Although Edward’s experiences are tragic, they lead to a touching coming-of-age story in which Edward strikes a balance between past and present. I enjoyed Dear Edward very much. It’s very readable and I felt like I understood how Edward was feeling throughout it all. I recommend it to readers who enjoy stories about love and overcoming grief.

Thanks for visiting – come back soon!

Book talk – epistolary novels

Image: Pixabay

Welcome to an occasional feature on Book Club Mom called Book Talk, home to quick previews of books that catch my eye.

Looking for a different kind of novel? An epistolary novel is a story written as a series of documents, often in the form of letters, diary entries, or newspaper articles. More recent formats have introduced emails and blog posts and even Post-It Notes! All offer realistic views into the narrators’ lives and stories.


Here are some I’ve read and recommend:

The Color Purple by Alice Walker I read this years ago and would like to read it again.

The Diary of a Young Girl by Anne Frank– have read several times.

The Flatshare by Beth O’Leary – here’s a new book and this is the one with Post-It Notes!

Flowers for Algernon by Daniel Keyes – recently read this, then watched the movie. The movie was a little dated, but still interesting.

Frankenstein by Mary Shelley – I wasn’t sure I’d like this, but in the end thought it was excellent. Read it when my son was reading it for a high school class.

The Guernsey Literary and Potato Peel Pie Society by Mary Ann Shaffer and Annie Barrows – read this a long time ago and remember liking it.

Les Liaisons Dangereuses by Pierre Choderlos de Laclos – read this in French class in college and had a hard time with the vocabulary, but then read it for an English class and finally understood what was going on!

The Martian by Andy Weir – liked this book a lot and the movie too, maybe even a little better because there’s a lot of math in the book. Still recommend.

The Moonstone by Wilkie Collins – recently read this for my Whodunits book group. It was excellent.

The Sorrows of Young Werther by Johann Wolfgang von Goethe – read this for a required college class called “Images of Modern Man” – I raced through it, it was that good.


And here are some I want to read:

84, Charing Cross Road by Helene Hanff – hadn’t heard of this one, until today.

Dear Committee Members by Julie Schumacher  – same!

Up the Down Staircase by Bel Kaufman –  I actually read this in junior high school and remember liking it., but I don’t remember much, so I want to re-read it.

Where’d You Go, Bernadette by Maria Semple – been trying to get to this one for a while.

A Woman of Independent Means by Elizabeth Forsythe Hailey – this was also a TV series with Sally Fields back in the 1970s.


Looking for more? Here are some additional lists:

Book Riot 100 Must-Read Epistolary Novels from the Past and Present

Goodreads Epistolary Novels Books

Wikipedia List of contemporary epistolary novels

Do you like the epistolary format? Do you have favorites?

Thanks for visiting – come back soon!

 

Who’s That Indie Author? Dorothy A. Winsor

Author name: Dorothy A. Winsor

Genre: Young Adult and Middle Grade fantasy

Books: The Wysman (Inspired Quill, June 2020), The Wind Reader (Inspired Quill, 2018), Deep as a Tomb (Loose Leaves, 2016), Finders Keepers (Zharmae, 2015)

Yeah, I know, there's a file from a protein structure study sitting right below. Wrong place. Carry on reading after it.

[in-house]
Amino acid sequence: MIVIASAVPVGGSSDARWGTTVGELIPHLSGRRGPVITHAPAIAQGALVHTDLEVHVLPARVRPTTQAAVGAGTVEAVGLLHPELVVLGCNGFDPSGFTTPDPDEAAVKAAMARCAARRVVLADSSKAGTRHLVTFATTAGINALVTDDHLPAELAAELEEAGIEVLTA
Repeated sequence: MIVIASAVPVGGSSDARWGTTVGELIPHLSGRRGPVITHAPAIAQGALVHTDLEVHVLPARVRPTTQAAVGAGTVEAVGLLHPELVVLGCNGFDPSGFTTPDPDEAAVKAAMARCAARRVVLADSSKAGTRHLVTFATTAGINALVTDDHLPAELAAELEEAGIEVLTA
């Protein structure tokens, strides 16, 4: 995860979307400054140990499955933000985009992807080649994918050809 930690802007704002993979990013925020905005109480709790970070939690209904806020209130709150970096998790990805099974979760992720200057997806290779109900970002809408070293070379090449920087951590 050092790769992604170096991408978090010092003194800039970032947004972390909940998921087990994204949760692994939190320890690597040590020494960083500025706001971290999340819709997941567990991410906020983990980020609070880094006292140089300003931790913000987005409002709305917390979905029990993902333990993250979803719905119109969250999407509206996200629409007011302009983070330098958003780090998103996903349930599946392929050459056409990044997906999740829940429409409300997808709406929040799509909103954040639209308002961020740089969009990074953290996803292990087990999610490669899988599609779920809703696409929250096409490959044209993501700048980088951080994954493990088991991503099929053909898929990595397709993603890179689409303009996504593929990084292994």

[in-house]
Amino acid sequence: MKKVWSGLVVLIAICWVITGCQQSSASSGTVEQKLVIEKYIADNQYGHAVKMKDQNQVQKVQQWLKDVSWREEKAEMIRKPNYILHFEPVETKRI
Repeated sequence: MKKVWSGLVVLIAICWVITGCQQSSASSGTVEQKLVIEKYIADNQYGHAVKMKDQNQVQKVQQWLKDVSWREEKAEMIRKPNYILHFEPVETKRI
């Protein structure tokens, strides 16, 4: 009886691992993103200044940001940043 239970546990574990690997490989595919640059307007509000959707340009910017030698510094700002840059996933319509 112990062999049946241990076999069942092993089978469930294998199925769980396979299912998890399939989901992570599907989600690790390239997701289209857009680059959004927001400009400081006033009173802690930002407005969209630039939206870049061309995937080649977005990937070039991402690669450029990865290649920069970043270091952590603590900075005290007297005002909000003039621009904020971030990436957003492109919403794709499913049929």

What’s your story and how did you become a writer? I’m a former English professor who decided that writing YA and MG fantasy was more fun. My first ventures into writing fiction came in the form of Tolkien fanfiction. I didn’t want the story to end, so I wrote more of it myself. I’d read that writers produce a million words of bad stuff before they write well. One of the sites I posted on kept track of your word count and when I hit a million, I figured I was there! So I switched to writing my own stuff.

How do you balance your work with other demands?  I schedule my writing time and usually leave my house to do it so I’m not tempted to do something else.

Name one of the happiest moments in your life:  The birth of my son

What’s your approach to writing? Are you a “pantser” or a planner?  I’m a planner. Having a plan is reassuring, though I feel free to change it once I get to know my characters better and see if my plan will work.

Could you write in a café with people around?  That’s where I usually write. As long as the music isn’t too loud, I’m good.

Have you ever written dialogue in a second language? If so, how did you do it?  No. Sounds tricky.

What’s your favorite book and what are you reading now?  I’m currently reading Ann Patchett’s Bel Canto, which came highly recommended. My favorite book varies. Right now it’s probably Turner’s Queen’s Thief series.

What’s your favorite way to read a book: hardcover, paperback, eReader?  It really makes no difference to me. Whatever’s at hand.

Do you think print books will always be around?  Absolutely.

Would you ever read a book on your phone?  No. The screen is too small.

What’s your go-to device? iPhone, Android or something else?  Android

How long could you go without checking your phone?  An hour or two, probably.

Do you listen to audiobooks? If you do, what do you do while you’re listening?  I listen while I drive.

Do you like using social media to promote yourself and your book? If so, what’s your favorite platform?  I use both Facebook and Twitter. Facebook is mostly old friends and family. Twitter is where I make connections and meet new people.

Website and social media links:
Facebook: Dorothy Winsor
Twitter: @dorothywinsor
Blog: dawinsor.com


Are you an indie or self-published author?  Do you want to build your author network? Get your name out on Who’s That Indie Author!

Email bvitelli2009@gmail.com for a bio template and other details.